Although Archbishop Nelson Perez served as pastor of St. Agnes Parish in West Chester nearly a decade ago, the impact he left can still be seen. Now, parishioners are overjoyed to welcome him home to Philadelphia.
Then-Msgr. Perez was appointed pastor of St. Agnes in 2009. Several parishioners were among the last to call him “Father” before he was appointed auxiliary bishop of the Diocese of Rockville Centre on New York’s Long Island in 2012.
Kathy Caliendo, a parishioner of St. Agnes, was asked to speak at Msgr. Perez’s final Mass at St. Agnes as pastor. What struck her about his time at the parish was that despite the short three years, it was incredibly fun.
St. Agnes parishioners describe Archbishop Perez’s personality as energetic, enthusiastic and genuine. Those who served with him on parish council said he’s unafraid to tackle hard issues and has a collaborative leadership style.
These qualities served St. Agnes well. At this time the parish remains one of the oldest in the Philadelphia Archdiocese, marking 227 years, and it’s bucking an archdiocesan trend by seeing an uptick in registered parishioners.
Its location in the heart of the West Chester borough gives St. Agnes an urban character, especially compared to more suburban neighboring parishes. This presents unique joys, strengths and challenges.
Those who worked with Archbishop Perez noted his exceptional gift of surrounding himself with people who had the skills needed to make the parish thrive. He stressed that St. Agnes was their parish, and his role was to strengthen it as succeeding pastors moved in and out.
He organized a parish self-study, which created four pillars intended to guide the parish for the following five years. In addition, he gathered a team of parishioners to create a strategic plan for St. Agnes.
Caliendo called the ethnic diversity of St. Agnes Parish “the strength of the community.”
She said an important part of the strategic plan for Archbishop Perez was not just a “matter of sharing space” but of “bringing people together.”
With its large and diverse population, the parish provides many outreach ministries. Maryanne Manley, who was on parish council with Archbishop Perez, recalls he was looking for new ways to improve these ministries and making sure they were sustainable for the future.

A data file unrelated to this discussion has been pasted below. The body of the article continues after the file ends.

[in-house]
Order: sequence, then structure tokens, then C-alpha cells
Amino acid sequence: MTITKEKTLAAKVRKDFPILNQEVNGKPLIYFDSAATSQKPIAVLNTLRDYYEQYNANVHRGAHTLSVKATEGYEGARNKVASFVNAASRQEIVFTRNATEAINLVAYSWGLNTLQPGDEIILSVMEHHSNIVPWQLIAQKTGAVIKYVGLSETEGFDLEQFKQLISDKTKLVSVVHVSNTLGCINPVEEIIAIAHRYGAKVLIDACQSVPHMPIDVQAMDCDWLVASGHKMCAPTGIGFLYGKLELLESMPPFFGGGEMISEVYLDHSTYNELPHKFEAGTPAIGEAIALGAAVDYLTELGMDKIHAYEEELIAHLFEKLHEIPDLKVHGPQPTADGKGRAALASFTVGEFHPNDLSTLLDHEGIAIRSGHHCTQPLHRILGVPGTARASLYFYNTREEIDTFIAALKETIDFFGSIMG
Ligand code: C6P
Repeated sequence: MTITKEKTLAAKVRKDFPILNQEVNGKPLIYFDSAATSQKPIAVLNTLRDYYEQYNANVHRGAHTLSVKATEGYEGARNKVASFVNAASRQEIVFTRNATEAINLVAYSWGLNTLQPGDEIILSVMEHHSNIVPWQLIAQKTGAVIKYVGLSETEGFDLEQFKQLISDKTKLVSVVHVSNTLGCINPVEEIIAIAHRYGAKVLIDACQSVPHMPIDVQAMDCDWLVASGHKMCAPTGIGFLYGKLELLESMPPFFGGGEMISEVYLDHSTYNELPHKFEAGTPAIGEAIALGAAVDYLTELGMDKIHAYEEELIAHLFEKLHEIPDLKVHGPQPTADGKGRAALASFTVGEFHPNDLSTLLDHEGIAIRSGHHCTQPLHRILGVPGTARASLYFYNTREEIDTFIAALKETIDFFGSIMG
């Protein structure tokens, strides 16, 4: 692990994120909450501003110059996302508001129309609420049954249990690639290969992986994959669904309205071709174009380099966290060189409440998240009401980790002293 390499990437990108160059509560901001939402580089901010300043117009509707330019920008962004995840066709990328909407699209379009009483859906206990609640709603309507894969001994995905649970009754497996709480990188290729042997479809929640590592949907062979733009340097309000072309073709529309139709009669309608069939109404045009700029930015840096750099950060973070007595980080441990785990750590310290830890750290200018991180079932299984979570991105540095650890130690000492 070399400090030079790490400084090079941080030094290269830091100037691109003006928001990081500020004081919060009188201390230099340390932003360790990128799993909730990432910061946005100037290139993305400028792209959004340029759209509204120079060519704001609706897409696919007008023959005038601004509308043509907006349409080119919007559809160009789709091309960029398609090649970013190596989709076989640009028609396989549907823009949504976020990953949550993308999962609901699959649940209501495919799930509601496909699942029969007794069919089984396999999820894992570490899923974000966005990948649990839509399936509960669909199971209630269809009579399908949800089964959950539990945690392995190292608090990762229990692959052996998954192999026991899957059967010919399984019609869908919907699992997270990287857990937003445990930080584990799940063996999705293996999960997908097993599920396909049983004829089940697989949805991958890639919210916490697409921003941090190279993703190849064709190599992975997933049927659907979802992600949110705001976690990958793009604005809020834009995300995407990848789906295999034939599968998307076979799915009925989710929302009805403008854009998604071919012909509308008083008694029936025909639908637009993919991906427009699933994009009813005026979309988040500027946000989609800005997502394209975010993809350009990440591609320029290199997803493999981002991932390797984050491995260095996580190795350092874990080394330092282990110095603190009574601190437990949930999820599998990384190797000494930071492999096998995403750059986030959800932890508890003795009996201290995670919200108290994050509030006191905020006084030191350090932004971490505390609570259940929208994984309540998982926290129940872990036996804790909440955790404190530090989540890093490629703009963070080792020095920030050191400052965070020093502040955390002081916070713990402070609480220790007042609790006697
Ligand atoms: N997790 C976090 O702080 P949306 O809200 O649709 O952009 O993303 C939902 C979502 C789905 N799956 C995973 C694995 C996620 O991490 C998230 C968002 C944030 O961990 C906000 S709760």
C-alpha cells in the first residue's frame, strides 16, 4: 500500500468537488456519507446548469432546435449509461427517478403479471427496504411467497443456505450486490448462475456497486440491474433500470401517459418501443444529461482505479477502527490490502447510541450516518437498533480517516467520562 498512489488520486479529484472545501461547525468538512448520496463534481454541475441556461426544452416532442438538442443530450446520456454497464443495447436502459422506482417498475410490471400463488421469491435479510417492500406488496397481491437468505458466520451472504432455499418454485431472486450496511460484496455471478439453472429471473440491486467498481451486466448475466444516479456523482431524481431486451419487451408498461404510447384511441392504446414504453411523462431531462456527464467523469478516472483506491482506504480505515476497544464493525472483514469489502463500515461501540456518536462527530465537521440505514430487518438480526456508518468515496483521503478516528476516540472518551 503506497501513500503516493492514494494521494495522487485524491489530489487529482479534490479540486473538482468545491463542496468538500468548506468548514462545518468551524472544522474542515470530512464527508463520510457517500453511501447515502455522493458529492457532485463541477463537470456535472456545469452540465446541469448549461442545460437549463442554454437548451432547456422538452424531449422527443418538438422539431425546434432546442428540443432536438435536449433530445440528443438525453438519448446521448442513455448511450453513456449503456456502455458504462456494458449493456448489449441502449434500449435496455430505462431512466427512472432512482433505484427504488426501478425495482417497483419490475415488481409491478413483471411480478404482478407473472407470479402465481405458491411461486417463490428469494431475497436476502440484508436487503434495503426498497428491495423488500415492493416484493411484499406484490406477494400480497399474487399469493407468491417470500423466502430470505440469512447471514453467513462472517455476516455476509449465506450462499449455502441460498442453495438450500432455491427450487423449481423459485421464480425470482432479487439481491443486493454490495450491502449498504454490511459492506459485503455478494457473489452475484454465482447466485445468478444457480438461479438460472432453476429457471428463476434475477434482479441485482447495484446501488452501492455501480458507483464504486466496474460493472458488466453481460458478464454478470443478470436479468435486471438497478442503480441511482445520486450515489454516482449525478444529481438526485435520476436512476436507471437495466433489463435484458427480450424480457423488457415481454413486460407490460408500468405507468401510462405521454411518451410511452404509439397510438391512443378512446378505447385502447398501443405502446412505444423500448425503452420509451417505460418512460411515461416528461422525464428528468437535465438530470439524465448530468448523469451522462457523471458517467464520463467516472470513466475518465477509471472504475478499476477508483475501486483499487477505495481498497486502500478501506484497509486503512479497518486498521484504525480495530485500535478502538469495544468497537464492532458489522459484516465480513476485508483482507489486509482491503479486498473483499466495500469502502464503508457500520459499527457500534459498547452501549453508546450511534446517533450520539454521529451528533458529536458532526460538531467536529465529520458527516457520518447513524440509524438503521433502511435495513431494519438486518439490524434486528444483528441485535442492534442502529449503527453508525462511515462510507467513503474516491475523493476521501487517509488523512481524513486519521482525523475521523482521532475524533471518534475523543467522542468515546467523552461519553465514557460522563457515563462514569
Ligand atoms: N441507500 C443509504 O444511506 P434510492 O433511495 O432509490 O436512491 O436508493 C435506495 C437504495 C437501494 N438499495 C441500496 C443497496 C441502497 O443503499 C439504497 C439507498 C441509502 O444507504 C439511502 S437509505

He created advisory councils for the religious education program and the Dorothy Day Center — a St. Agnes outreach ministry that provides bilingual outreach services, children’s programs, groceries, clothing and basic nursing services, to name a few.
“He was definitely a man of action,” said Manley.
He also continued the advisory council for St. Agnes School, which was started by Auxiliary Bishop Edward Deliman during his time as pastor of St. Agnes Parish.
Perhaps the most colorful and concrete of Archbishop Perez’s legacies is seen in St. Agnes School, which serves students in pre-kindergarten through eighth grade. The pastor took special care to give middle school students new responsibilities and opportunities.
Noticing the needs of upper-grade students, he created a space where they would have more responsibility and distinction from the younger students.
Along with fresh paint and flooring, the middle school hallway was lined with lockers so that students can now switch classes and teachers, as happens in public middle schools.
Manley, whose four children attended St. Agnes School, says this gives upper-grade students more responsibility and accountability.
Archbishop Perez gifted the middle school upgrades to students with the enthusiasm and energy that characterizes him. After organizing a pep rally, he made sure students experienced the renovations for the first time together, as a Channel 6 news team covered the excitement.
Sister Joan Felicia O’Reilly, I.H.M., who served as principal of St. Agnes School from 2007-2019, recalls one summer when then-Msgr. Perez surprised each teacher with a new desk. While this gift might seem small to those who work outside education, Sister Joan Felicia stressed its significance for teachers who rarely get new desks.
“That’s a legacy,” she said.
A goal from the parish self-study was to have St. Agnes School recognized as a National Blue Ribbon School. The pastor and principal were instrumental in the process which involved changes to the curriculum, including teaching Spanish in seventh grade.
Although Archbishop Perez was serving in Rockville Centre when St. Agnes School received its blue ribbon in 2015, he returned to celebrate a Mass of thanksgiving.
Across the years and the miles from Long Island to Cleveland, Archbishop Perez has stayed in touch with St. Agnes parishioners and staff. Sister Joan Felicia recalled the phrase, “he collects friends like flowers,” and believes it describes Archbishop Perez well.
“Even though he has titles, he makes it clear that you can always reach out to him no matter what,” said Manley. She and several other friends from St. Agnes take Archbishop Perez to dinner when he returns to the area every December.
St. Agnes parishioners are excited to welcome their friend back to the archdiocese so soon.
“I hoped and prayed that he would come back to Philadelphia, but (the timing of the move) is really unbelievable,” Manley said.
She recalls getting the news while making her children’s school lunches. She began jumping around the kitchen and shouting with joy.
St. Agnes parishioner and former parish council member Shannon Ercole also remained friends with Archbishop Perez throughout the years. She said she will always treasure what he told her the day after he was announced Archbishop-elect of Philadelphia: “Now Shannon, you know I’ll always be Nelson to you.”
Sister Joan Felicia is confident as she looks forward to Archbishop Perez’s time as Archbishop of Philadelphia.
“He’s a good man, and I know he’ll do a good job for the archdiocese,” she said.
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